The Situation and the Story by Vivian Gornick (Books 2022, 18)

On my MA course, in the Creative Nonfiction module, we were assigned the first chapter of this as one of our readings. It intrigued me enough that I ordered a copy.

Pages of Hackney had to order it from the US, and it took a long time to arrive. The module (and possibly the course, though I don’t actually think so) had finished by the time it arrived.

It took me even longer to finish reading it, despite it being a very slim volume.

It’s subtitled ‘The Art of Personal Memoir’. She starts one section by saying:

Thirty years ago people who thought they had a story to tell sat down to write a novel. Today they sit down to write a memoir.

And it was published in 2001, so she was seeing a change since the seventies. That may be even more true now, as creative nonfiction, memoir, the confessional story: that’s a huge publishing category.

But I’m not sure to what extent this book will help people who want to sit down and write one.

Gornick likes to teach by example. I would estimate that between 40 and 50% of the words in this book are other people’s. All properly cited and credited, of course, and the relevant permissions listed at the back. But she uses huge long quotes.

Nothing inherently wrong with that, of course. How else do we first learn to write at all, other than by the examples of things we read? But I felt she spent too much time quoting the examples, and not enough explaining why she chose those. I don’t know, maybe use smaller examples, or break the big quotes up with interjections on technique.

Early in the book she talks about the nonfiction writer:

Here the the writer must identify openly with those very same defenses [sic] and embarrassments that the novelist or the poet is once removed from. It’s like lying down on the couch in public … Think about how many years on the couch it takes to speak about oneself

The casual synecdoche of ‘couch’ to mean ‘therapy’ or ‘analysis’ amused me. So commonplace must analysis be in her circles, that she assumes everyone knows what ‘lying down on the couch’ is like. Whereas most of us, I would guess, only know about it from seeing it in films.


Saved Life

In International Clash Day I mentioned a life-changing song: “Wasted Life,” by Stiff Little Fingers. SLF’s anti-military song literally changed my life; or its potential direction, at least. I was probably moving in an anti-war kind of direction anyway, to be fair, but it was definitely a trigger point.

People say — or used they to, at least — that a song couldn’t change your life. By comparison, I don’t think there was ever a similar tendency to say that a book couldn’t change a person’s life. I suspect that is down to their comparative sizes: it seems respectable for something the size of a novel to have a major impact on a human’s psyche, while a three-minute song? Not so much.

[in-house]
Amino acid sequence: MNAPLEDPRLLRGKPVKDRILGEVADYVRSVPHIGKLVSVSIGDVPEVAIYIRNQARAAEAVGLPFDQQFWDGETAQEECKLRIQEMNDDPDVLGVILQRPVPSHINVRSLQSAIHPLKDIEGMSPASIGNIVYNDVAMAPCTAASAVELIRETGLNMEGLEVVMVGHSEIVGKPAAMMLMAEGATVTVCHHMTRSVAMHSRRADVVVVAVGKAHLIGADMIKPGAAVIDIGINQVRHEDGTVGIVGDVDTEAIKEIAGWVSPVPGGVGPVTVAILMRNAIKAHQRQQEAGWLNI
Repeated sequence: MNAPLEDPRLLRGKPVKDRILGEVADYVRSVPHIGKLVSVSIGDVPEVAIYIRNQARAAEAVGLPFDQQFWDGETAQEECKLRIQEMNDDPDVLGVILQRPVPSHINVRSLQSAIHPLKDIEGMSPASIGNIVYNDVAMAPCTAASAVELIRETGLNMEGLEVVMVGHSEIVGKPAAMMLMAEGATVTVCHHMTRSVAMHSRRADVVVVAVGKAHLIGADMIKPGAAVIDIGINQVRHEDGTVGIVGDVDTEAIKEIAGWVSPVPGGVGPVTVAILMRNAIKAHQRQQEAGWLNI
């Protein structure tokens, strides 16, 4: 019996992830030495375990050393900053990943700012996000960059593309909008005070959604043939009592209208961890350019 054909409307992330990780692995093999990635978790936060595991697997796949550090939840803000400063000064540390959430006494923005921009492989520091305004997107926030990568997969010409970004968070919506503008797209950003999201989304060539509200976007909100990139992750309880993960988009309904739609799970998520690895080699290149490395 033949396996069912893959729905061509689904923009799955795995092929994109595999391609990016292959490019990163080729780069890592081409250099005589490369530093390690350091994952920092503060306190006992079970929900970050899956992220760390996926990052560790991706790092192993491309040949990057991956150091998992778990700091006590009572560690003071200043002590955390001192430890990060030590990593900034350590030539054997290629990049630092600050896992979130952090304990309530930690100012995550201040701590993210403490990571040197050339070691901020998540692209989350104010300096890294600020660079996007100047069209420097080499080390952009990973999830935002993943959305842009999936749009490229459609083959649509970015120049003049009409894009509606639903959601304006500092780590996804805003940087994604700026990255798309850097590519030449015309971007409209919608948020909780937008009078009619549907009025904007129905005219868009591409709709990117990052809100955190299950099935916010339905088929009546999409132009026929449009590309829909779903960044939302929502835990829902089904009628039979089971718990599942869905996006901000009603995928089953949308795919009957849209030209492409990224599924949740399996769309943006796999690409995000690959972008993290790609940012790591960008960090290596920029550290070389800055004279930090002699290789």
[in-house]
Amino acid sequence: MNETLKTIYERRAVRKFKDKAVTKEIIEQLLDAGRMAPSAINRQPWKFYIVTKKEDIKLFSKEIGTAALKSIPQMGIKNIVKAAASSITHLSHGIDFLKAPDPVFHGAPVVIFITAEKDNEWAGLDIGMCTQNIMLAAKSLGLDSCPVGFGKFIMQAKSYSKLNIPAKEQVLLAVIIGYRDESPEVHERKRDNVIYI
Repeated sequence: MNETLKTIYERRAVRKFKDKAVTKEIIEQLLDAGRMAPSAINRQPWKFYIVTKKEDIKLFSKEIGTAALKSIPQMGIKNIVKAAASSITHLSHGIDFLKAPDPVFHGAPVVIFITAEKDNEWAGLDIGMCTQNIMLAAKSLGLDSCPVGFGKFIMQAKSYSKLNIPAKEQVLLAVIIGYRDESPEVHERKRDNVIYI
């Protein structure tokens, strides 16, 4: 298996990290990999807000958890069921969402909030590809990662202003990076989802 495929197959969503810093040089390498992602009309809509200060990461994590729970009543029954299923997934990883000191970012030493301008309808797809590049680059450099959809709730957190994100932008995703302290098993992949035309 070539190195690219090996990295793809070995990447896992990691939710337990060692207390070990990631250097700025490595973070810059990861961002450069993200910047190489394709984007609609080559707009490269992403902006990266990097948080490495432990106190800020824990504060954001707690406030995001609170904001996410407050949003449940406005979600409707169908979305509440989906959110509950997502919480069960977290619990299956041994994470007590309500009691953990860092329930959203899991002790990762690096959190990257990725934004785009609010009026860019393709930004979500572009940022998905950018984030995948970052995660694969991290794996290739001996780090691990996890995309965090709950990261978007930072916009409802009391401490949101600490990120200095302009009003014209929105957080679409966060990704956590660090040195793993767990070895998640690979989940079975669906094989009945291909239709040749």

Although if it were merely length, then people wouldn’t have complained if you said an album changed your life. I’m not sure that anyone ever said that,1 but I suspect that if they had, their statement would have been pooh-poohed just as much as the same claim for a song.

At this point I feel I ought to quote Springsteen, giving the opposite view:

We learned more from a three-minute record, baby,
Than we ever learned in school

he sings in “No Surrender.” Hyperbole, certainly, but there is a core of truth to it: the truth of the feeling you can get from listening to a great song.

With “Wasted Life” the feeling for me was of sudden crystallisation, or realisation. I had, for some years, been saying that I wanted to be pilot, join the RAF. This was before the horrors of the Gulf War, or for that matter the Balkans. Though it was in the heart of the Cold War, and British soldiers were stationed in Northern Ireland during the troubles — though not so much RAF staff, I would think.

But I was blind to all that, brought up as I was on a diet of Second World War films, Commando comics, and Airfix models of warplanes. I had, in short, a thoroughly romanticised view of war. And I just wanted to fly.

But I didn’t want to kill. I had always known that, I’m sure. But two lines of that one song made it real for me:

Stuff their fucking armies
Killing isn’t my idea of fun2

And that was all it took. I remember that it was a while before I could tell my parents that I had changed my plans. Perhaps because they would have asked why, and I didn’t want to have to explain it. Maybe because I thought they’d be disappointed. I’m sure my Mum wasn’t. My Dad kind of was: “But you were going to be a Spanish-speaking pilot,” he said. He had always been slightly amused that my school taught half of us Spanish, instead of the then-much-more-conventional French.

A life can hinge on such a small moment.


  1. Somebody must have, of course. ↩︎

  2. In an amusing followup to recent thoughts, I originally wrote that as “army,” but find that lyrics sites think this plural too. Correctly, of course. ↩︎